“Nobody helped me develop my second career,” explains Louis Saha. “They trained me as a football player, but I had to take responsibility and take control over what came next.” Louis retired at the end of the 2012-13 season, as a Lazio player, after having achieved almost everything in English football. Her played forl Newcastle United, Fulham, Manchester United, Everton, Tottenham Hotspur and Sunderland. With Manchester United, he won two Premier League titles, a UEFA Champions League and a League Cup. He also played for the French national team in the UEFA Euro 2004 and the FIFA World Cup 2006. He played 17 football seasons at the highest level, 17 years of “living in a bubble, until towards the end a series of injuries made me react suddenly. It was like a wake-up call that made me understand that that life was not going to last forever,” says the former player.
Louis Saha is now CEO and co-founder of AxiStars, “an application created to provide a support network for active or retired athletes who want to work with brands as influencers and don’t know how to do it.” Louis responds to the entrepreneur profile. He created this platform after taking a period of reflection after he retired and publishing the book Thinking Inside The Box, a compilation of reflections on life, written by himself, from confessions of colleagues in the business like Alex Ferguson, Zinedine Zidane or Didier Drogba, among many others.
“During our career we get used to not showing any weaknesses, we don’t talk about it. The book helped me see many things, I gathered a lot of information and, once finished, I was already thinking about building this platform to reach many more people. I wanted to help players to be connected, to share, to see different opportunities, to have hopes and to understand the true importance of education. Around 50% of the stars in our industry are ruined five years after retiring; it’s a shocking figure and it is not going down,” says Saha.
The current occupation of Christian Karembeu is also related to the world of sponsorship. Once the star of Real Madrid at the end of the ‘90s, he has also known how to occupy his time since he retired in 2005. The Frenchman is a strategic consultant for Olympiacos, as well as an investor and advisor to Sponsor.Online, a digital sponsorship platform that began operating in early 2019 and already has more than 150 football clubs and 50 brands.
“My father was a teacher, so education was something deeply rooted in my family and I was fortunate to be part of that environment,” acknowledges Karembeu. He was born and raised in New Caledonia, in a humble home. “I studied Spanish and English before moving to Europe when I was 17, and it was in France where I really learned not only to play football but everything that that meant—the time and dedication required for high-level competition, the importance of sleeping and resting well, understanding the whole environment, in short, becoming a footballer.”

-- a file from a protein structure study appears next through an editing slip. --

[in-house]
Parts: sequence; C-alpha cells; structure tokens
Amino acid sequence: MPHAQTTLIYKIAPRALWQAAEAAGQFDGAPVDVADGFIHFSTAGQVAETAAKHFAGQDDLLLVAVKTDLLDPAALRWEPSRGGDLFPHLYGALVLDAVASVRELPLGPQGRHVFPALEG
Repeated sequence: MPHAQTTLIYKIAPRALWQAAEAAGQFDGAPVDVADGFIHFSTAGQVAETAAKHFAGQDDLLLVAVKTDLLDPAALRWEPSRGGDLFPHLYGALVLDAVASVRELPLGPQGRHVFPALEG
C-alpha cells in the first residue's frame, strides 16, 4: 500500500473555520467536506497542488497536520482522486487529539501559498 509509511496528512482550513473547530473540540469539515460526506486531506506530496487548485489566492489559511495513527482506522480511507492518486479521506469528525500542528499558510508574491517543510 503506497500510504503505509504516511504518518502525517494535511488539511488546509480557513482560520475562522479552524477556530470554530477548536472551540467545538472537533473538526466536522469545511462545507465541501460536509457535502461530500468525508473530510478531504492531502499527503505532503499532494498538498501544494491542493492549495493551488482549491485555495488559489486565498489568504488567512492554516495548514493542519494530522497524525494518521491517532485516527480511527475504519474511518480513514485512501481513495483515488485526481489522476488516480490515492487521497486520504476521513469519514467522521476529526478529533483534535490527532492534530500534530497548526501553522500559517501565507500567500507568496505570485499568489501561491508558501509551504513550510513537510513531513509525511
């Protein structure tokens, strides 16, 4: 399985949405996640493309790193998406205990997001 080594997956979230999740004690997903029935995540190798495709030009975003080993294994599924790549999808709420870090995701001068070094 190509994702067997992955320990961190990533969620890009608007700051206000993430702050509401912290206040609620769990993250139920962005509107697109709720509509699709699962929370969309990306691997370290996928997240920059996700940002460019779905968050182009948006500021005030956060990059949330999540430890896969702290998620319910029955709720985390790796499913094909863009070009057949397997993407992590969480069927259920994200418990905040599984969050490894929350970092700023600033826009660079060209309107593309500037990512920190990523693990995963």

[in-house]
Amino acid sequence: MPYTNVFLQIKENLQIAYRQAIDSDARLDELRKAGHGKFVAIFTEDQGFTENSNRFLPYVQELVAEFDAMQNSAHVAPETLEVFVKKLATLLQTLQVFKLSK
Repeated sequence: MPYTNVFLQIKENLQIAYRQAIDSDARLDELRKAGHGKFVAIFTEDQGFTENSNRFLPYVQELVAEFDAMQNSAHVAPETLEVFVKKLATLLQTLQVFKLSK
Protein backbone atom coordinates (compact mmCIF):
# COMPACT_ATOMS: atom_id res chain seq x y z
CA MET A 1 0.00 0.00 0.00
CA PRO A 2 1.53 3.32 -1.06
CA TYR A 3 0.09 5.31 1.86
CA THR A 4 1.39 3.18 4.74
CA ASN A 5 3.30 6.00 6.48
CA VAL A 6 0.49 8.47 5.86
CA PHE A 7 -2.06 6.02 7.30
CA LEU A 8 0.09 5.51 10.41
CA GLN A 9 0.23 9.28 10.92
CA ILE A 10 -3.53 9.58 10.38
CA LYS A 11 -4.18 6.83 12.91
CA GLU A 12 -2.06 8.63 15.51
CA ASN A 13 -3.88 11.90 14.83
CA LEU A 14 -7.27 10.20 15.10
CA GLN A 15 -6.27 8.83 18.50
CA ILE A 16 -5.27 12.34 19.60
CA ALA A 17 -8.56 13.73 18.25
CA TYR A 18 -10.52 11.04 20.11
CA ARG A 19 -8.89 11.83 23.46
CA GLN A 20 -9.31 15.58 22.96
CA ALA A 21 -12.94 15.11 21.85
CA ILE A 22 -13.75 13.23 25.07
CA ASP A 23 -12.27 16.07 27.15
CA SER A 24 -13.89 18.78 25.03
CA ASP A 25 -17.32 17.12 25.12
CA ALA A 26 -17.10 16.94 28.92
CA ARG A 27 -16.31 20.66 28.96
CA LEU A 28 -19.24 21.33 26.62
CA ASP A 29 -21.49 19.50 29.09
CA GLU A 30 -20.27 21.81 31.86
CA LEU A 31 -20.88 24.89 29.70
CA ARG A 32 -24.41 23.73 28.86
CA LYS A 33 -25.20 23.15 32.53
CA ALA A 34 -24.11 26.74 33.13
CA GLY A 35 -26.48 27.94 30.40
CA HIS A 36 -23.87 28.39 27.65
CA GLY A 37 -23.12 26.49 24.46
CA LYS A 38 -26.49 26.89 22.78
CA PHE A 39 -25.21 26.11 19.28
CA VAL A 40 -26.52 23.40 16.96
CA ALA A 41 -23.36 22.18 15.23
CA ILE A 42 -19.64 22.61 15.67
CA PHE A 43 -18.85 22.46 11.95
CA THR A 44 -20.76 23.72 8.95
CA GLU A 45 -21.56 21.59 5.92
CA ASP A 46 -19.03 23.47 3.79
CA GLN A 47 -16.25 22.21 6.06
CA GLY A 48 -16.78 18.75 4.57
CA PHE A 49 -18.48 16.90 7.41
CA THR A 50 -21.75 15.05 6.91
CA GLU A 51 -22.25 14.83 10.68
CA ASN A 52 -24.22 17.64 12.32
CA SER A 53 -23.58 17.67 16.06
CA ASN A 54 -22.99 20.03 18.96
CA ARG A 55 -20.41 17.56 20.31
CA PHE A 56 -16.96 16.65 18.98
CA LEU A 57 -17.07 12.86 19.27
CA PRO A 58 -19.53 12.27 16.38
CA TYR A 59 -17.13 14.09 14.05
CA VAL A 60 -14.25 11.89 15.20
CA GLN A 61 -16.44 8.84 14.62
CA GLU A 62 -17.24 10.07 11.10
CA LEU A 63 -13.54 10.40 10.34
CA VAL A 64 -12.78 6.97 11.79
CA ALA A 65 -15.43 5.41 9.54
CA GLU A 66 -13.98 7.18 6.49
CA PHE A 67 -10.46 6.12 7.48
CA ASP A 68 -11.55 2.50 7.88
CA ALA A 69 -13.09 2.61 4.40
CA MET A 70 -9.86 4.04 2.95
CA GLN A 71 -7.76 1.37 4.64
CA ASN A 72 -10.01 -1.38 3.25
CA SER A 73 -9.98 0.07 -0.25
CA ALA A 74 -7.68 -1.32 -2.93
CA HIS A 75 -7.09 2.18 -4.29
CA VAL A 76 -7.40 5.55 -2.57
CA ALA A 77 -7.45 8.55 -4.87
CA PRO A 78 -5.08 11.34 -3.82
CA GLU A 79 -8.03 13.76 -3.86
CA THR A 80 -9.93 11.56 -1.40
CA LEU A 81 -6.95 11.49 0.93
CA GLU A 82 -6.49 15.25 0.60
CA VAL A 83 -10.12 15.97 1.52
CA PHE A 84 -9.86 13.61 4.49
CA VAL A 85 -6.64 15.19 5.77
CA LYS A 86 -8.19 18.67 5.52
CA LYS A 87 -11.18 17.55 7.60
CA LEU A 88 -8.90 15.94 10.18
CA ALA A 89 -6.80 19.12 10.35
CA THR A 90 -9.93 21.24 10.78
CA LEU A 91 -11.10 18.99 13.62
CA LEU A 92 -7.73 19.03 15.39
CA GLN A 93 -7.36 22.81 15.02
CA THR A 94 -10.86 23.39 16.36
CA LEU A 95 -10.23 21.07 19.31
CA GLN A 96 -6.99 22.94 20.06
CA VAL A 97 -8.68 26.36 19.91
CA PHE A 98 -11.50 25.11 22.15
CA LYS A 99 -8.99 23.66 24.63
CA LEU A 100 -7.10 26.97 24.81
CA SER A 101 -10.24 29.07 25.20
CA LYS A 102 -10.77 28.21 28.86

Karembeu made his professional debut at 20 in the ranks of FC Nantes, who put the newly arrived player from Oceania in their academy to polish his talent. “In Europe it is much easier to combine studies with football through the academies, but it is not the same in other countries,” says Christian. “I think it is a good way to train them for when their sports career ends.”
Iván Alonso does not defend the use of obligation. “One must be aware of things and choose them, but sometimes drastic changes are necessary. In my country, to get a job you are asked for basic training. And, why not in football? Why don’t you need to have academic training to be a professional footballer?” reflects the Uruguayan. Club Nacional de Football, of which he is general manager, is already giving its people a chance. The Uruguayan club offers its players and managers the chance to study at Johan Cruyff Institute thanks to the signing of a collaboration agreement signed this year.
Shabnam Mobarez was the only one in the round table who still didn’t know if her days in football are over. But she is ready for when the time comes. She is the mother of a five-month-old baby that she wants to educate with values that she has learned very cruelly. “I think it is very important to have models to follow and never lose our identity no matter how much we have achieved in sport. In the end, when that career ends and we return home, who we are is the most important thing. You have to talk, find solutions and help athletes not to get stuck when they finish their incredible careers.”
This article was originally published by our Partner the Johan Cruyff Institute